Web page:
Internet decisions aren't always made at Internet speeds.

The Internet's key oversight agency has approved a plan to phase out the domain name for Yugoslavia, four years after the country dissolved following civil war.

It'll take two or three more years for ".yu" users to fully transition to ".rs" for Serbia and ".me" for Montenegro.

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Politics played a big part in the delay.

The federation of Serbia and Montenegro, formed from the remnants of Yugoslavia in 2003, was given ".cs." But before anyone could use it, the country further split into Serbia and Montenegro last year.

Each time there's a change, the Internet Corporation for Assigned Names and Numbers must find an organization that is representative of the country's users and has the will and the skills to run the domain.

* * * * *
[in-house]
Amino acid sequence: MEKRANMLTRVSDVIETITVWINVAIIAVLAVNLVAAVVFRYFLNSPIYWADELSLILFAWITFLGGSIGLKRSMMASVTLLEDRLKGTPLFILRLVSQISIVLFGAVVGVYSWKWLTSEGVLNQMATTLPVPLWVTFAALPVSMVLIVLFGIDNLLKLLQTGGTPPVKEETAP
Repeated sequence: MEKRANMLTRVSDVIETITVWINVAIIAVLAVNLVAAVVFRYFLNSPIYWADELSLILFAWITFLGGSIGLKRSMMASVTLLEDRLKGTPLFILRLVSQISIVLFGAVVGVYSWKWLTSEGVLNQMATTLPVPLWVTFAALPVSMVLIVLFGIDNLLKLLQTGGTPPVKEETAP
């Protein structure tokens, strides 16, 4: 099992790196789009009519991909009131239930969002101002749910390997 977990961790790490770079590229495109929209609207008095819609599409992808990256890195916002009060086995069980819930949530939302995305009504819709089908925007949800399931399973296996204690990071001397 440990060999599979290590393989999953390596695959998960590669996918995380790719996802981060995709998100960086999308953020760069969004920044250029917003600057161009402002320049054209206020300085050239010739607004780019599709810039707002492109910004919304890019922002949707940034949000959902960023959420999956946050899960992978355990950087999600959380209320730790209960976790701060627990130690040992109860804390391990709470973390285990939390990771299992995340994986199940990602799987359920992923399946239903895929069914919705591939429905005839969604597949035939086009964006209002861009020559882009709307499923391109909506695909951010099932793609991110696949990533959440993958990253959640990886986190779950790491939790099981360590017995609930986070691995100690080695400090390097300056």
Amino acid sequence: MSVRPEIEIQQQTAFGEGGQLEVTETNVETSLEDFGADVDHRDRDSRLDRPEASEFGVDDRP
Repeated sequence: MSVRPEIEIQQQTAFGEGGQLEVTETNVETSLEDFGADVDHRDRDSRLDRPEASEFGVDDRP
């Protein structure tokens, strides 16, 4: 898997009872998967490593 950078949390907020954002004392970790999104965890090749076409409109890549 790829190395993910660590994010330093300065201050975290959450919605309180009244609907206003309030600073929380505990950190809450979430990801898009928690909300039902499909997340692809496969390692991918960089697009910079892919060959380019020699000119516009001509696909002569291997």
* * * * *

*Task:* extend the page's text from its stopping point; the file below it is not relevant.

In unanimous votes last week, ICANN assigned ".me" to Montenegro's government and ".rs" to a group called the Serbian National Register of Internet Domain Names, a nonprofit organization formed for the task.

The Serbian group also was appointed caretaker of ".yu" during the transition, taking over duties from volunteers at the University of Belgrade.

Names do disappear from time to time, including East Germany's ".dd" and Zaire's ".zr" after the country became the Democratic Republic of the Congo (".cd").

But change isn't always easy: A Google search produced about 3 million sites still using ".su" — for the Soviet Union.